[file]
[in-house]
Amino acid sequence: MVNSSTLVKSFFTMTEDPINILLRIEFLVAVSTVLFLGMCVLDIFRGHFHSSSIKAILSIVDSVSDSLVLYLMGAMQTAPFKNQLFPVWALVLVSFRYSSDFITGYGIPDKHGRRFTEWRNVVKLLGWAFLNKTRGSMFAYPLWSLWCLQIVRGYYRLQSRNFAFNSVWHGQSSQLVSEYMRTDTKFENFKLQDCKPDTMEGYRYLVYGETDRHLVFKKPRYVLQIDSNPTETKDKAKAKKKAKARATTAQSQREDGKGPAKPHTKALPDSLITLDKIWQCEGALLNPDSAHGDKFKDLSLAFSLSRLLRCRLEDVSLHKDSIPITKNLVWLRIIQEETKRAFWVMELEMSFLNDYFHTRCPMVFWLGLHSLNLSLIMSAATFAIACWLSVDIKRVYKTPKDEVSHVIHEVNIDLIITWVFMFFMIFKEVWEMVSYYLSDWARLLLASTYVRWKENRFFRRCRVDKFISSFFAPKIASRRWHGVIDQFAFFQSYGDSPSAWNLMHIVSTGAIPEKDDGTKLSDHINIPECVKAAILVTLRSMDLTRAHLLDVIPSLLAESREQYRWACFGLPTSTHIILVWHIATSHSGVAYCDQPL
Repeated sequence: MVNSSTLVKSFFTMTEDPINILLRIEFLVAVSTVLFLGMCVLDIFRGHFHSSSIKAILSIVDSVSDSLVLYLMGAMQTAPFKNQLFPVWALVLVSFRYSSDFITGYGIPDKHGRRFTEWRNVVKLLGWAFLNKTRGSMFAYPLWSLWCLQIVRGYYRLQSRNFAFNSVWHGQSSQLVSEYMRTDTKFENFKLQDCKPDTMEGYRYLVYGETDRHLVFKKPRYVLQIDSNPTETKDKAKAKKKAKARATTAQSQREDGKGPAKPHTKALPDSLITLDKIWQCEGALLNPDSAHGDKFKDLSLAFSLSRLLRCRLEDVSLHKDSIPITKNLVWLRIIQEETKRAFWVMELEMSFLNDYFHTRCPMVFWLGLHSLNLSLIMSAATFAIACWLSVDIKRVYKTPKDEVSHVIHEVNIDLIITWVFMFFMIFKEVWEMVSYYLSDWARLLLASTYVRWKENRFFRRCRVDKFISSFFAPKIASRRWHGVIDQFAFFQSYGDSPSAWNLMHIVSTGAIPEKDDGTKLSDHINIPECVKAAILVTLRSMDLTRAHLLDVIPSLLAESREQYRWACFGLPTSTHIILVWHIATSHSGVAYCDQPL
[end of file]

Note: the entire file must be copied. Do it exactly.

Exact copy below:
[in-house]
Amino acid sequence: MVNSSTLVKSFFTMTEDPINILLRIEFLVAVSTVLFLGMCVLDIFRGHFHSSSIKAILSIVDSVSDSLVLYLMGAMQTAPFKNQLFPVWALVLVSFRYSSDFITGYGIPDKHGRRFTEWRNVVKLLGWAFLNKTRGSMFAYPLWSLWCLQIVRGYYRLQSRNFAFNSVWHGQSSQLVSEYMRTDTKFENFKLQDCKPDTMEGYRYLVYGETDRHLVFKKPRYVLQIDSNPTETKDKAKAKKKAKARATTAQSQREDGKGPAKPHTKALPDSLITLDKIWQCEGALLNPDSAHGDKFKDLSLAFSLSRLLRCRLEDVSLHKDSIPITKNLVWLRIIQEETKRAFWVMELEMSFLNDYFHTRCPMVFWLGLHSLNLSLIMSAATFAIACWLSVDIKRVYKTPKDEVSHVIHEVNIDLIITWVFMFFMIFKEVWEMVSYYLSDWARLLLASTYVRWKENRFFRRCRVDKFISSFFAPKIASRRWHGVIDQFAFFQSYGDSPSAWNLMHIVSTGAIPEKDDGTKLSDHINIPECVKAAILVTLRSMDLTRAHLLDVIPSLLAESREQYRWACFGLPTSTHIILVWHIATSHSGVAYCDQPL
Repeated sequence: MVNSSTLVKSFFTMTEDPINILLRIEFLVAVSTVLFLGMCVLDIFRGHFHSSSIKAILSIVDSVSDSLVLYLMGAMQTAPFKNQLFPVWALVLVSFRYSSDFITGYGIPDKHGRRFTEWRNVVKLLGWAFLNKTRGSMFAYPLWSLWCLQIVRGYYRLQSRNFAFNSVWHGQSSQLVSEYMRTDTKFENFKLQDCKPDTMEGYRYLVYGETDRHLVFKKPRYVLQIDSNPTETKDKAKAKKKAKARATTAQSQREDGKGPAKPHTKALPDSLITLDKIWQCEGALLNPDSAHGDKFKDLSLAFSLSRLLRCRLEDVSLHKDSIPITKNLVWLRIIQEETKRAFWVMELEMSFLNDYFHTRCPMVFWLGLHSLNLSLIMSAATFAIACWLSVDIKRVYKTPKDEVSHVIHEVNIDLIITWVFMFFMIFKEVWEMVSYYLSDWARLLLASTYVRWKENRFFRRCRVDKFISSFFAPKIASRRWHGVIDQFAFFQSYGDSPSAWNLMHIVSTGAIPEKDDGTKLSDHINIPECVKAAILVTLRSMDLTRAHLLDVIPSLLAESREQYRWACFGLPTSTHIILVWHIATSHSGVAYCDQPL